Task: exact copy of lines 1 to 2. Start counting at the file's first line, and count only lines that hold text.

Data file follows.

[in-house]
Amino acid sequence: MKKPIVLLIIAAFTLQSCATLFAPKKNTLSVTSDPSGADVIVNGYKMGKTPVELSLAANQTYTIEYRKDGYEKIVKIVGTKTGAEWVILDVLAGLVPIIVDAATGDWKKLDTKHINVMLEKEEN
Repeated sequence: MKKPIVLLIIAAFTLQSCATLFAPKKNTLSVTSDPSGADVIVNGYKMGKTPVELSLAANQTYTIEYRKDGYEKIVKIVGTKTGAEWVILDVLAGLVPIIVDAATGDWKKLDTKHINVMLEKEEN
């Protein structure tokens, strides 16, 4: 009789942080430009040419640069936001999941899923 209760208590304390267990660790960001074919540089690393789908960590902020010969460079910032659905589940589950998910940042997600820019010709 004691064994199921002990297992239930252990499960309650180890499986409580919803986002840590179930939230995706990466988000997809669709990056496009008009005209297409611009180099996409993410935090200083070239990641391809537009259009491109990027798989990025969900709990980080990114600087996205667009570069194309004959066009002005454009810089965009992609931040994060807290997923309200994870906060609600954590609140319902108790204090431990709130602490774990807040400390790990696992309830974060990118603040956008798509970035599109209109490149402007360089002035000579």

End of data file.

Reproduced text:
[in-house]
Amino acid sequence: MKKPIVLLIIAAFTLQSCATLFAPKKNTLSVTSDPSGADVIVNGYKMGKTPVELSLAANQTYTIEYRKDGYEKIVKIVGTKTGAEWVILDVLAGLVPIIVDAATGDWKKLDTKHINVMLEKEEN